Saving Shay


”I identify as a transgender female.  I have lived my truth as a female for about 12 years now.  Before that I always knew I was a female my whole life growing up.  My mannerisms, the way I care for people.  I didn’t fit in.  When others were playing with Tonka trucks, I was playing with Barbie.  It’s been present all throughout my life.  It’s not an easy walk.  I run into a lot of people who don’t even think I should draw a breath.  It’s difficult sometimes.  I just try to live my truth and walk on despite the ignorance.”

“I could walk down the street looking like a million bucks but people would still talk crap.  You have to hold your head up high and walk through it.  It’s the only way to fight against it.  It hurts at times that people can’t accept me for who I am.  It’s been a long process to get where I am at.  Finding yourself is not an overnight job.  The journey has taught me so much about myself and others.”

“I moved to Columbus in 2015 from Lancaster, Ohio.  I lived in a smaller town.  Everyone knew me and came to terms with who I am.  I didn’t get weird looks walking down the street.  I had a lot of friends there.  I moved to Columbus and expected a warm welcome.  It’s not always like that for us.  The ‘T’ in LGBTQ, I feel like we are isolated sometimes.  I feel like there should be more unity.  It’s something I would love to see grow.”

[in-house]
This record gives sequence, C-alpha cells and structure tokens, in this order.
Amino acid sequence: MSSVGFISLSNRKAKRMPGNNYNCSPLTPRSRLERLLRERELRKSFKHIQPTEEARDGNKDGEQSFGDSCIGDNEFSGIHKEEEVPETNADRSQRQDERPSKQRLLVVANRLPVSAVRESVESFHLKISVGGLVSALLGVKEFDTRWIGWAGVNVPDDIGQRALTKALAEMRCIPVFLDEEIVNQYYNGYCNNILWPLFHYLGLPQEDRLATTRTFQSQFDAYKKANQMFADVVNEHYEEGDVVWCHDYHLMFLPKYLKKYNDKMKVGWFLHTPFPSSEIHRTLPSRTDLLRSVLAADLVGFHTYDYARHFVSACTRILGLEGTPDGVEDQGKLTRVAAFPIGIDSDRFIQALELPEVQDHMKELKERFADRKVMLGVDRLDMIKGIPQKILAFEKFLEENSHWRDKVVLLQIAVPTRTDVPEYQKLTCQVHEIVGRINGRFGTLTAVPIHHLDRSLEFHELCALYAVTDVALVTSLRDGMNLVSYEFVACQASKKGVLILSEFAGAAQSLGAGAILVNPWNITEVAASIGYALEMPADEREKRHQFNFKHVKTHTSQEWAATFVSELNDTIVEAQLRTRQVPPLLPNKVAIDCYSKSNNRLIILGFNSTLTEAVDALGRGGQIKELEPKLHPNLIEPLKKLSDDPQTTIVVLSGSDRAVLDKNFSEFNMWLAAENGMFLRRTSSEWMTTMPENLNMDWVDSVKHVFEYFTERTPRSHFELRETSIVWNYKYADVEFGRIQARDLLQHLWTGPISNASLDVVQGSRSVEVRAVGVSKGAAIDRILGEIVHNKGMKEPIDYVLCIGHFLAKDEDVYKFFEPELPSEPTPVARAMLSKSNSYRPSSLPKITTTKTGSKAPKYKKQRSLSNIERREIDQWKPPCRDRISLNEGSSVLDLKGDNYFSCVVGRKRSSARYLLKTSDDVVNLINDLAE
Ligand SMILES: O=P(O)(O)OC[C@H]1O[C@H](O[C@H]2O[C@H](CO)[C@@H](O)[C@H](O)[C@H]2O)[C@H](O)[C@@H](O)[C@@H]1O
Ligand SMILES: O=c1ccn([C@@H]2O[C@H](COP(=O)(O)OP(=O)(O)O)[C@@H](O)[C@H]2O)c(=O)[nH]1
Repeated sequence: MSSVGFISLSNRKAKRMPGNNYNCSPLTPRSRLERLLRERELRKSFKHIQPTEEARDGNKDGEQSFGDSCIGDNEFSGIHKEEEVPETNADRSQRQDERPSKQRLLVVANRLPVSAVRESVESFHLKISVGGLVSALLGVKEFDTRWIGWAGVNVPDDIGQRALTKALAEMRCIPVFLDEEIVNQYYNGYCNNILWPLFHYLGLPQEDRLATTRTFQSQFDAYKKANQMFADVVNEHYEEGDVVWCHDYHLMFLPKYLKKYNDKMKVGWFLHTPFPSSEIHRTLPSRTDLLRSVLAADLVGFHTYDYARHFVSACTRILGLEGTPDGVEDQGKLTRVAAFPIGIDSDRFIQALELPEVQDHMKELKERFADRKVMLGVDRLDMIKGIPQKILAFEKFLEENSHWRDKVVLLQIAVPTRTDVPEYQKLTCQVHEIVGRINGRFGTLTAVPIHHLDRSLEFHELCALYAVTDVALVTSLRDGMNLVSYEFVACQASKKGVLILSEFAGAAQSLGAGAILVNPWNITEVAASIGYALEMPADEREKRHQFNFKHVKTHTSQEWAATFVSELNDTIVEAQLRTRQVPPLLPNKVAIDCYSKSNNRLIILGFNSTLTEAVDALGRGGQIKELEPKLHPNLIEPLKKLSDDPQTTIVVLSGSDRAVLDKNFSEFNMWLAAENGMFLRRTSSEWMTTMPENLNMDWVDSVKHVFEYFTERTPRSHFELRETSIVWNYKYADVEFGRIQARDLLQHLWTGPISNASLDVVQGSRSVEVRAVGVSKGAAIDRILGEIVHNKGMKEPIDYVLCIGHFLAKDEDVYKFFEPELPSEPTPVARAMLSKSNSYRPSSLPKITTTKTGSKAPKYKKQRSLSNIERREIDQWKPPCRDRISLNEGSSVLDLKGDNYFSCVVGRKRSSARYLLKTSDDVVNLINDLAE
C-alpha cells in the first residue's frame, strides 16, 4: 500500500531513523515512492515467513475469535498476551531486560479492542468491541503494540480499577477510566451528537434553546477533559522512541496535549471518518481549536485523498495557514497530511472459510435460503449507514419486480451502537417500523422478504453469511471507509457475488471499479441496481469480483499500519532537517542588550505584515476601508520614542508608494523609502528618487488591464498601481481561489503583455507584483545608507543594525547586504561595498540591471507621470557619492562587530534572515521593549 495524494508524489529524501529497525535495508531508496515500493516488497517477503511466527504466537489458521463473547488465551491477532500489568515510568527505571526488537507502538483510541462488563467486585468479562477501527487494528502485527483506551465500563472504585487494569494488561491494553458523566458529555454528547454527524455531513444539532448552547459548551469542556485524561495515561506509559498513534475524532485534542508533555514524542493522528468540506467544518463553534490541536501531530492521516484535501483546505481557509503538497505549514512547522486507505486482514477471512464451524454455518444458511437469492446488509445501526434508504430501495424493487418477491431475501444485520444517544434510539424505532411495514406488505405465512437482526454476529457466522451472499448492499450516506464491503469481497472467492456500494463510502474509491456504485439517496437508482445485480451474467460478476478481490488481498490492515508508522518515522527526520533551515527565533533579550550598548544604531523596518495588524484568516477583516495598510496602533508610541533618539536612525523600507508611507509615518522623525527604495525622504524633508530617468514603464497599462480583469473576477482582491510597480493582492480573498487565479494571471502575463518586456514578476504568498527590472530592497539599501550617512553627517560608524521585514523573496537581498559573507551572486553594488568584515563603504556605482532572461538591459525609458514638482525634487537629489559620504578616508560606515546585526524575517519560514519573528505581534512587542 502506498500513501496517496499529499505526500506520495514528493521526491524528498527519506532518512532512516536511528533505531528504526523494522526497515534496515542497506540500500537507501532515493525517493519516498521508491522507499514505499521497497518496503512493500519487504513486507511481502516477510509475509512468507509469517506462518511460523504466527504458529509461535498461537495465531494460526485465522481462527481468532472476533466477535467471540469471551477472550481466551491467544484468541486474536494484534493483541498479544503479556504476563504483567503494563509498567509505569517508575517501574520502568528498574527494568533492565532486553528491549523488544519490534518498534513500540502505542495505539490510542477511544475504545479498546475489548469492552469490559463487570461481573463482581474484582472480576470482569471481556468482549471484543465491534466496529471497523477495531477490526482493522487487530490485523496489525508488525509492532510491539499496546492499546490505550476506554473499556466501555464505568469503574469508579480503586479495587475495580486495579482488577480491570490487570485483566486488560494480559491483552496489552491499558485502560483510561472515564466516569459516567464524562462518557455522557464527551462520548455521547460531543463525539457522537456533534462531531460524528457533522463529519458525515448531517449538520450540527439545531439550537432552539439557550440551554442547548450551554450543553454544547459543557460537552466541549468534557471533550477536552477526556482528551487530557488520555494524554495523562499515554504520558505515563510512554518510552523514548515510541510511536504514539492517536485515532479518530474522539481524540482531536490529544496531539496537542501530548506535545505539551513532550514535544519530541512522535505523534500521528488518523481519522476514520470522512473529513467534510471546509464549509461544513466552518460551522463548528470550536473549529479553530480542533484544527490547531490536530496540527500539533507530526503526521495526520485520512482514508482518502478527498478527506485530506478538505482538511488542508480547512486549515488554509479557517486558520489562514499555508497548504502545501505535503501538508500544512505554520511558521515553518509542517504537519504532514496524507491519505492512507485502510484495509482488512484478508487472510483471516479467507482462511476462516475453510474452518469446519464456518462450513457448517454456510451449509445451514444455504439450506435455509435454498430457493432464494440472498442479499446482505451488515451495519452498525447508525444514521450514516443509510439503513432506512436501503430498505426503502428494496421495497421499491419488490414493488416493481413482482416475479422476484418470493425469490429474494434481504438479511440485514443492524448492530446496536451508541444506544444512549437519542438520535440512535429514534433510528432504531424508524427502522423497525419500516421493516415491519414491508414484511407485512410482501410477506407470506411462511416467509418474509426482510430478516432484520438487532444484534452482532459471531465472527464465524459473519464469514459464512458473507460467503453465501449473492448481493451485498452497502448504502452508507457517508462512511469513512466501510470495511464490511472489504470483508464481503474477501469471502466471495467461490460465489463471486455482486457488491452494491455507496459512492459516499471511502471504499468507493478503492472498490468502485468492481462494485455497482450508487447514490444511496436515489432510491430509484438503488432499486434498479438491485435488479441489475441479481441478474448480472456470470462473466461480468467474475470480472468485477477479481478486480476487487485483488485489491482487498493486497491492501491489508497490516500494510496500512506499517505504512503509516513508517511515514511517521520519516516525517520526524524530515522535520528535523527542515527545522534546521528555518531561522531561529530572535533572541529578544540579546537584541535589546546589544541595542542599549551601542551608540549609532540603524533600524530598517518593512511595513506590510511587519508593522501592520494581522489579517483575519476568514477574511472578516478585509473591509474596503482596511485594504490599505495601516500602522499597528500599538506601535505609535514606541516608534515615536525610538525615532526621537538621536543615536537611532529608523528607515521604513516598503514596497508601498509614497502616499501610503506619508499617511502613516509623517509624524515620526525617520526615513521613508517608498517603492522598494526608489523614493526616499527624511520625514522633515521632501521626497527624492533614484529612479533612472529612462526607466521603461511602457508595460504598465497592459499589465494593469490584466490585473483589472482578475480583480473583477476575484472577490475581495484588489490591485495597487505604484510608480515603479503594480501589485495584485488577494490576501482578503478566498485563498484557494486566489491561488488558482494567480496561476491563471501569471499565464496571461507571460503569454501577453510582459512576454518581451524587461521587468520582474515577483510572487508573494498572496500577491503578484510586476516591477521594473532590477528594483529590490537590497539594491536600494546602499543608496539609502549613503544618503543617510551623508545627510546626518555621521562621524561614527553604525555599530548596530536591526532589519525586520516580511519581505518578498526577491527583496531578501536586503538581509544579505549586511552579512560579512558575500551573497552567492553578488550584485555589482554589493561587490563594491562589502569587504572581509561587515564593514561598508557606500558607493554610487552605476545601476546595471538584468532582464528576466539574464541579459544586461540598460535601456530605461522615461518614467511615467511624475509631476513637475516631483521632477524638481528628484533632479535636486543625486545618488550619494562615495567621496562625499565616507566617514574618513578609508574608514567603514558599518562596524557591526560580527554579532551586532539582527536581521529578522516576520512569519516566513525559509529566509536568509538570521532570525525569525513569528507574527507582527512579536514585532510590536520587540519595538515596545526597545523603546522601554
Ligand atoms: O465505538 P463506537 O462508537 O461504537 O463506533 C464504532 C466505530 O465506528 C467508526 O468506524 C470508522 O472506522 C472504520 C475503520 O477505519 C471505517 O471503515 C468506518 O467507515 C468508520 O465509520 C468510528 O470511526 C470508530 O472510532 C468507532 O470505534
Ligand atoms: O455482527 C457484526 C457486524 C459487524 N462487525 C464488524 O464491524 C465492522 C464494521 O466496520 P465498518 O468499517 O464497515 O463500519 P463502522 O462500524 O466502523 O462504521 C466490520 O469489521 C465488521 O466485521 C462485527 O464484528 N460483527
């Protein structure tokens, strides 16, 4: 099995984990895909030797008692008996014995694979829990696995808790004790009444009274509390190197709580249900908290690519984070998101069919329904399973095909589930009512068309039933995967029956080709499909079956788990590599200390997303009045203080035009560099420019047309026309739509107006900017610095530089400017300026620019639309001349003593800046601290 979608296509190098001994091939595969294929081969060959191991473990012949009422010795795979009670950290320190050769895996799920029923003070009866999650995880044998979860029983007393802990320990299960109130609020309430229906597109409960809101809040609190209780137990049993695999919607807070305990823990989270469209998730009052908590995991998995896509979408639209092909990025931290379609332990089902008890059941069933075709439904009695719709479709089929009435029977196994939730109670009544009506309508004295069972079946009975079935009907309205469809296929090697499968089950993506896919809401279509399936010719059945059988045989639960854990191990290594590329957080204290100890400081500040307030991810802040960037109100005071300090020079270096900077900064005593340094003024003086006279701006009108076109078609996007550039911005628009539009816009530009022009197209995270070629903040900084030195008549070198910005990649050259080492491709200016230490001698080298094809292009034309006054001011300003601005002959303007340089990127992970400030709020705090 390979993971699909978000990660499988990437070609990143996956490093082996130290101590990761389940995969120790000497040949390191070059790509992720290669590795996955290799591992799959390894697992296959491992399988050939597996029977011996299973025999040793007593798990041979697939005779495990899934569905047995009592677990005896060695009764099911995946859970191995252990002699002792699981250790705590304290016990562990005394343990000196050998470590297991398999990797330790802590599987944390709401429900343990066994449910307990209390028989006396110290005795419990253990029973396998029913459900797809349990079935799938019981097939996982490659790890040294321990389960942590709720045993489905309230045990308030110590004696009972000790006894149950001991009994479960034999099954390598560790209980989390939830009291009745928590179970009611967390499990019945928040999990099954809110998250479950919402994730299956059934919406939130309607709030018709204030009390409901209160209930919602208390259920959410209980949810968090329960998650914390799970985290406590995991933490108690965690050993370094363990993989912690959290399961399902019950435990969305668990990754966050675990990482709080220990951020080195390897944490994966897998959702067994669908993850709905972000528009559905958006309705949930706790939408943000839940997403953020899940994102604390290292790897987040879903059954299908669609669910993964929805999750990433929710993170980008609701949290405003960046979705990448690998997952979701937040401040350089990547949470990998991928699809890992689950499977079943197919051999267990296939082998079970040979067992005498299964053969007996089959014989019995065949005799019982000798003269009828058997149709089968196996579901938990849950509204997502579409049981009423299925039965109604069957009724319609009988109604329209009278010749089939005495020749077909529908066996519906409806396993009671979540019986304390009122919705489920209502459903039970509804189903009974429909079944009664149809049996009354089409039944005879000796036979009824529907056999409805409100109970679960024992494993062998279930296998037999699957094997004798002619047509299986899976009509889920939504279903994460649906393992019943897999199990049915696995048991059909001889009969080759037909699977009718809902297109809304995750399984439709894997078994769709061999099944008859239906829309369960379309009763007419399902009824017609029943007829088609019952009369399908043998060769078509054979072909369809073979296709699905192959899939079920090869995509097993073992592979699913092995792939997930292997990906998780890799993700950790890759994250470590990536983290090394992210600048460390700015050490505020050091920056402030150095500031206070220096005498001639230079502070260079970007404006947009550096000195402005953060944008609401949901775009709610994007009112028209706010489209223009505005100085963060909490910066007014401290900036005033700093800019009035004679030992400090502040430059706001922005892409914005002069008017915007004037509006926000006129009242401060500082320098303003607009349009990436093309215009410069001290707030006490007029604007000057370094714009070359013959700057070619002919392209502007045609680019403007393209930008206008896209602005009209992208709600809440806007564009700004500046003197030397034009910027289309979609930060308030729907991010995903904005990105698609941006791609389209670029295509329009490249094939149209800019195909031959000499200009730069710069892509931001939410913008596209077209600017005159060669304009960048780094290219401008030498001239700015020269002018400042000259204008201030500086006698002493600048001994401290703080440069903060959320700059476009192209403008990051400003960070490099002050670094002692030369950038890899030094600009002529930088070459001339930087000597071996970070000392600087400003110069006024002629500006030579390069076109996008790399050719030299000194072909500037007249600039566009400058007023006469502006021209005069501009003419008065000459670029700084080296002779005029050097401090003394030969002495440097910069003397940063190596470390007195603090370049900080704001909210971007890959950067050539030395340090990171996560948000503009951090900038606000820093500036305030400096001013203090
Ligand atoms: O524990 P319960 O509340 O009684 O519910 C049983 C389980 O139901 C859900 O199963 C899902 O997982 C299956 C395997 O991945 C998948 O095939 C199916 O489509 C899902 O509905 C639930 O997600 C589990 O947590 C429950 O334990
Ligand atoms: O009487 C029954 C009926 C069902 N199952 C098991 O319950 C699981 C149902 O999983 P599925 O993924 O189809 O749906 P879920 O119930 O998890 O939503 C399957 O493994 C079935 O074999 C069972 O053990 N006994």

“My mother passed away and it was hard being in a small town that reminded me of her.  I would go everywhere there and see her.  I came to Columbus to plant roots and start a new life.  I actually grew up in Mt. Vernon.  I have been everywhere.  My mother was on SSI.  She had a seizure disorder and couldn’t work because of that.  It was really hard sometimes.  We depended on places similar to The Open Shelter for food, clothes and even school fees and supplies.  You pay rent and utilities and then your money is gone when you are on public assistance.  But my mother did the best she could.  My parents divorced when I was 1.  I had a barrage of stepfathers, it was very unstable.  I find it hard to find stability myself right now because of that.  It’s just one more thing to rise above.”

“In Columbus I was placed in a living situation I did not feel safe in.  I was trafficked.  It led me to leave and I ended up on the streets.  I ended up in a shelter and couldn’t follow the rules there.  There really is no safe place for trans people in the Columbus shelter system.  We are either housed with males or females.  Somebody told me about The Open Shelter one day.  I just came through to get a sack lunch and I remember Kent and Mary Beittel (our former Directors).  Mary was so sweet; she came to me with open arms.  I met Sheli and Solomon (current Directors).  In them I saw the same people I looked up to growing up, so I attached myself.  I started coming every day, staying around and trying to help wherever I could.  I don’t like to take without giving back.  I found family here.”